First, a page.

Oprah Winfrey told the 1997 graduating class of Wellesley College that failure is God’s way of saying “Excuse me, you’re moving in the wrong direction.” She also said that when you are doing what you were created to do, it should feel like breathing.
The talk show host was spot on with me because the last six months as a strategic communications consultant (whatever the hell that is) at a large consulting firm felt like 175 days of suffocation. The more I tried to fit in with all the Harvard MBAs, the more awkward I felt (as a theology major). The more I studied the various models of change management and how to direct a government agency from vision to implementation, the greater gap I felt between who I was and what I was doing for a steady paycheck.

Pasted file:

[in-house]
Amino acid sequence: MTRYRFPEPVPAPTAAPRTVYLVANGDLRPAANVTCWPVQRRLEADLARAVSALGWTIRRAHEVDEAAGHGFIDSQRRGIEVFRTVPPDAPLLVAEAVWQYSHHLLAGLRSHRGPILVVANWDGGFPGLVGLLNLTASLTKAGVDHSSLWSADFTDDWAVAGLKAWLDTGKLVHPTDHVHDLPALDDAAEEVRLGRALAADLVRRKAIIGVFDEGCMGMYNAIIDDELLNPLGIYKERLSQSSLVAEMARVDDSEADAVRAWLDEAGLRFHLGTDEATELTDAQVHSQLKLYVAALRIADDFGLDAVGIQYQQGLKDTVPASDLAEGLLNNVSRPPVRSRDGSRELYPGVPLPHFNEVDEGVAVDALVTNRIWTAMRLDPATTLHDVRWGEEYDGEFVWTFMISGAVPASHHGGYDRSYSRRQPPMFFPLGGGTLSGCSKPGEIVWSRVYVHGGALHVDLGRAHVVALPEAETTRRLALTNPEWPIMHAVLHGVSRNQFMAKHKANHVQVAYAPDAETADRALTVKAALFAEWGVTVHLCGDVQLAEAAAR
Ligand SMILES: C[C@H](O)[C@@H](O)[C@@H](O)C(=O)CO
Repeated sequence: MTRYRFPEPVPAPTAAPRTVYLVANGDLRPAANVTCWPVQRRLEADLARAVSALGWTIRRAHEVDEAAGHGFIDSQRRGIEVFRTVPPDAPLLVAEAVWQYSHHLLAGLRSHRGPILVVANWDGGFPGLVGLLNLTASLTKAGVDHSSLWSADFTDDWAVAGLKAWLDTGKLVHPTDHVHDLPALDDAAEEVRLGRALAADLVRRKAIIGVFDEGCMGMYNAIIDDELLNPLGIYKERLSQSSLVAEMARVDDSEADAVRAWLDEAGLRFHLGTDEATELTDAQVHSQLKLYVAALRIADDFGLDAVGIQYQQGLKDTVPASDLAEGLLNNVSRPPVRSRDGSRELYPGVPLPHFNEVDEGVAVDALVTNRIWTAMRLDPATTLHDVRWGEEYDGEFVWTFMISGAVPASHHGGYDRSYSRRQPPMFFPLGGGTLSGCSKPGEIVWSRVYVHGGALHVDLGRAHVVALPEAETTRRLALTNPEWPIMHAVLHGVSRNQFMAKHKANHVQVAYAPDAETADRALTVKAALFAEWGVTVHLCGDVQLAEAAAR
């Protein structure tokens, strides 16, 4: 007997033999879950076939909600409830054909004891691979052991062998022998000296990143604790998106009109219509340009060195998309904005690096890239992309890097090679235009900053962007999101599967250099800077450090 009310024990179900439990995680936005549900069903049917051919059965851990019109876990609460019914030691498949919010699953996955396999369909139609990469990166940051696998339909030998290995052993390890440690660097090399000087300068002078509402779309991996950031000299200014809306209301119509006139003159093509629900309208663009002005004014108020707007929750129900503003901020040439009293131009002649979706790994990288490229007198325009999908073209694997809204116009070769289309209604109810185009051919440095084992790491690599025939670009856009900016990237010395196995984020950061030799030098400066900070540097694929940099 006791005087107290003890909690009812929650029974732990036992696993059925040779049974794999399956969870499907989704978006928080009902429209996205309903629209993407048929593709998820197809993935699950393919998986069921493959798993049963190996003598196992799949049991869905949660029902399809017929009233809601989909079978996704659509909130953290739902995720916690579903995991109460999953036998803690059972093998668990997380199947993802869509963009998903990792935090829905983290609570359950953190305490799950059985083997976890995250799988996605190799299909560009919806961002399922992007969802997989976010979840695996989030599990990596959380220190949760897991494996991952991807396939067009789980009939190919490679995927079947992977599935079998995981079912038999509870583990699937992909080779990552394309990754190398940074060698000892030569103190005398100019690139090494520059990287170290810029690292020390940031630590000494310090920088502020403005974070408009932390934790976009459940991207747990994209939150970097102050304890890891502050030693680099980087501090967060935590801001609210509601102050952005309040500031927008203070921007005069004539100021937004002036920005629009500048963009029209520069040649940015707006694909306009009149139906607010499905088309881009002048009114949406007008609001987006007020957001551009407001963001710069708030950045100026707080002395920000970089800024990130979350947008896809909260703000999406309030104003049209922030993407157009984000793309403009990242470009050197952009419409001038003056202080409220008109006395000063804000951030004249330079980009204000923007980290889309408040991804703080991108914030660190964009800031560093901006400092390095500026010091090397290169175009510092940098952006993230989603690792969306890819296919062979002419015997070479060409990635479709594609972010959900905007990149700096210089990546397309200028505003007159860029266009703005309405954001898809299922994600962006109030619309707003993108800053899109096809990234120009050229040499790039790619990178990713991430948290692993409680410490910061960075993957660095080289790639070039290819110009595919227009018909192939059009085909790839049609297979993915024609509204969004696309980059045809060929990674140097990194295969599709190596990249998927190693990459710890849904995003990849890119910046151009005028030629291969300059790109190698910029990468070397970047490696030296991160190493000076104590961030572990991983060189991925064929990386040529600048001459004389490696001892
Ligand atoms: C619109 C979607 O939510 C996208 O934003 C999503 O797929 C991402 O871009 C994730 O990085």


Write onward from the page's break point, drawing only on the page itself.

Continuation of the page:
I didn’t make a very good consultant because I’m too honest. I cannot sell something I don’t believe in. And my heart was nowhere in all those communications plans I was writing. All of my therapy and support groups have trained me how to teach a person to fish, instead of handing him grilled salmon on a plate … to get people to do things for themselves. Which isn’t exactly what your employer wants you to do: to give a client a list of reasons why they don’t need you and why they should save their money for more important things.
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